Child support, unlike spousal support, is (with certain exceptions) based on a formula using specific factors in order to determine the amount of child support that each parent is obligated to pay for his or her child/children. In North Carolina, the Court generally follows the North Carolina Child Support Guidelines when determining the parties’ child support obligations to their children.
First, under the Guidelines, each party’s gross monthly income is determined and factored into the equation. A party’s gross monthly income is the amount that he or she receives per month before taxes and other deductions. The term “gross income” is defined under the Guidelines as “a parent’s actual gross income from any source, including but not limited to income from employment or self-employment (salaries, wages, commissions, bonuses, dividends, severance pay, etc.), ownership or operation of a business, partnership, or corporation, rental of property, retirement or pensions, interest, trusts, annuities, capital gains, Social Security benefits, workers compensation benefits, unemployment insurance benefits, disability pay and insurance benefits, gifts, prizes and alimony or maintenance received from persons other than the parties to the instant action.” However, funds received from adoption assistance benefits and benefits received from public assistance programs such as Supplemental Security Income (SSI), Electronic Food and Nutrition Benefits, and General Assistance are specifically excluded from the definition of “gross income” under the Guidelines, and are not factored into child support calculations. Also, if a party receives child support for another child (from a former spouse, for example), that separate support will not be count as income for that party under the Guidelines.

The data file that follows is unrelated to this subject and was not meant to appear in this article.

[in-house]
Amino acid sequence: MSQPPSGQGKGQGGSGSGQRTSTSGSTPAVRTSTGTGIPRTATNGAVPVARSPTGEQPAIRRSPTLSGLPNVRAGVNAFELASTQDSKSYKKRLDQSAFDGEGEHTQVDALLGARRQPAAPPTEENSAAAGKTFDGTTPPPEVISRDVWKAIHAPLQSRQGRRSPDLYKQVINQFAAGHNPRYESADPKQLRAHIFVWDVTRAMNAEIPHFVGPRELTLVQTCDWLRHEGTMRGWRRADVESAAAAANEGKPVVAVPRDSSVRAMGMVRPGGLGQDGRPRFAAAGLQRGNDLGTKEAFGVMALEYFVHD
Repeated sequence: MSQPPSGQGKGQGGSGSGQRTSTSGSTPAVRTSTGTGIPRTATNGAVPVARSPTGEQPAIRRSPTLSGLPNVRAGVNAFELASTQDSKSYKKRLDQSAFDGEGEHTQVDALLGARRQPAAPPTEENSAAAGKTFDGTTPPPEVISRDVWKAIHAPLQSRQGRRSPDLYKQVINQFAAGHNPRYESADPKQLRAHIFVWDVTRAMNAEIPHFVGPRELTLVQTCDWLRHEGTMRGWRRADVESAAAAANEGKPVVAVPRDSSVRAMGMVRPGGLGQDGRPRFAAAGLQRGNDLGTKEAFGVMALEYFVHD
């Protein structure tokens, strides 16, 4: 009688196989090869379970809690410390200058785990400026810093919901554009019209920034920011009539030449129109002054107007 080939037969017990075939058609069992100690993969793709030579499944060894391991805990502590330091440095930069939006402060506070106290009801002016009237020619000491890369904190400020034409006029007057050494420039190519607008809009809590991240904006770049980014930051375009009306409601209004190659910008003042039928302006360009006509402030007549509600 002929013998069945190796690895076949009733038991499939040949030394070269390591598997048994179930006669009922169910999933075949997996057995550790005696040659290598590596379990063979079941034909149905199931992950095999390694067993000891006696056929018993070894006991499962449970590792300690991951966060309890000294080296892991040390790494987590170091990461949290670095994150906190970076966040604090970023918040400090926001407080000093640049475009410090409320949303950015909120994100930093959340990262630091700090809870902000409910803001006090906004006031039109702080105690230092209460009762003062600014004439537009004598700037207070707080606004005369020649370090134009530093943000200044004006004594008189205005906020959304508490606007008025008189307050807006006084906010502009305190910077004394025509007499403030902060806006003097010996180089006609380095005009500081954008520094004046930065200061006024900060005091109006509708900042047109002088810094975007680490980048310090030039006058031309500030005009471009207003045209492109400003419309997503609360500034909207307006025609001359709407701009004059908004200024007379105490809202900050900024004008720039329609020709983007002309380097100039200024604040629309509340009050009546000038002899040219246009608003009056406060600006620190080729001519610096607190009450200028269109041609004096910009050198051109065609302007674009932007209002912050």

Next, once each party’s gross monthly income is established, other factors come into play in determining child support obligations. For example, the amount of physical custody each party has with the child/children can make a big difference in how much child support a party is obligated to pay. There are in fact separate worksheets used depending on whether a parent has “primary” physical custody or if the parties have joint/shared physical custody. The line between primary physical custody and joint/shared custody is 123 overnights per year. If a child lives with each parent for at least 123 nights during the year, the parties have joint/shared physical custody. Other expenses such as the child’s monthly healthcare insurance premium and cost of work-related childcare can be factored into a child support calculation as well. For instance, if one parent pays for the child’s healthcare insurance premium, he or she will receive a “credit” in the child support calculation for providing that type of support for the child.
The Court will follow the Guidelines unless they do not apply or if the Court chooses to deviate from the Guidelines based on a finding that “application of the Guidelines would not meet, or would exceed, the reasonable needs of the child/children considering the relative ability of each parent to provide support, or would otherwise be unjust or inappropriate.” The Guidelines will not apply in cases where the parties’ combined gross monthly income exceeds $25,000.00 ($300,000.00 per year). If the parties’ combined gross monthly income exceeds $25,000.00 and therefore the Guidelines do not apply, the Court sets a support amount that will “meet the reasonable needs of the child/children for health, education, and maintenance, having due regard to the estates, earnings, conditions, accustomed standard of living of the child and the parties, the child care and homemaker contributions of each party, and other facts of the particular case.”
Parents also have the option of agreeing upon child support under a private contract. Parents can agree to an amount of child support without using the Guidelines. There are certain benefits and disadvantages to establishing child support in a private agreement, and you should certainly consult with a family law attorney to see whether a private child support agreement would be best for your particular situation.
Although this article provides a simplified explanation of child support and child support calculation, each parent’s situation is unique. Child support matters can often be complicated, so it is important that you consult with a knowledgeable family law attorney to understand your rights and the steps you need to take. Call The Doyle Law Group, P.A. today at (919) 301-8843 to make an appointment to speak with one of our attorneys regarding your child support concerns.
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